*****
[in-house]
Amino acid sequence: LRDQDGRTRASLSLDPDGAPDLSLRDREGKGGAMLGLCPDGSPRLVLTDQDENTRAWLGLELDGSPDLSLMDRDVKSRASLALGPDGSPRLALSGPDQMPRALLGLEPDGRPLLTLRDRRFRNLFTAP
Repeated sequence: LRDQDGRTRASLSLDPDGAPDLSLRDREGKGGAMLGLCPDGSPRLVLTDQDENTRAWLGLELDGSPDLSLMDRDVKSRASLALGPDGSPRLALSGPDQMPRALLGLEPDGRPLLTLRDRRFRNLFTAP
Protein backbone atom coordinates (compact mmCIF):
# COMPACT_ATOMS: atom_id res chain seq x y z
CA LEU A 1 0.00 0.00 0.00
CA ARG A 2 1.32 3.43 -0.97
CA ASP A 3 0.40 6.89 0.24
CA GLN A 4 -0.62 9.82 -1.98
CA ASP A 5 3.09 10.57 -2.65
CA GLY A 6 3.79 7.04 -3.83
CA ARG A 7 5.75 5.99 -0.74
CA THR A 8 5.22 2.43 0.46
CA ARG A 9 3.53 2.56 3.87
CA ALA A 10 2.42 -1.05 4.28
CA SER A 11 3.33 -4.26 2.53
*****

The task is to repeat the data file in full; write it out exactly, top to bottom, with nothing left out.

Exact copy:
[in-house]
Amino acid sequence: LRDQDGRTRASLSLDPDGAPDLSLRDREGKGGAMLGLCPDGSPRLVLTDQDENTRAWLGLELDGSPDLSLMDRDVKSRASLALGPDGSPRLALSGPDQMPRALLGLEPDGRPLLTLRDRRFRNLFTAP
Repeated sequence: LRDQDGRTRASLSLDPDGAPDLSLRDREGKGGAMLGLCPDGSPRLVLTDQDENTRAWLGLELDGSPDLSLMDRDVKSRASLALGPDGSPRLALSGPDQMPRALLGLEPDGRPLLTLRDRRFRNLFTAP
Protein backbone atom coordinates (compact mmCIF):
# COMPACT_ATOMS: atom_id res chain seq x y z
CA LEU A 1 0.00 0.00 0.00
CA ARG A 2 1.32 3.43 -0.97
CA ASP A 3 0.40 6.89 0.24
CA GLN A 4 -0.62 9.82 -1.98
CA ASP A 5 3.09 10.57 -2.65
CA GLY A 6 3.79 7.04 -3.83
CA ARG A 7 5.75 5.99 -0.74
CA THR A 8 5.22 2.43 0.46
CA ARG A 9 3.53 2.56 3.87
CA ALA A 10 2.42 -1.05 4.28
CA SER A 11 3.33 -4.26 2.53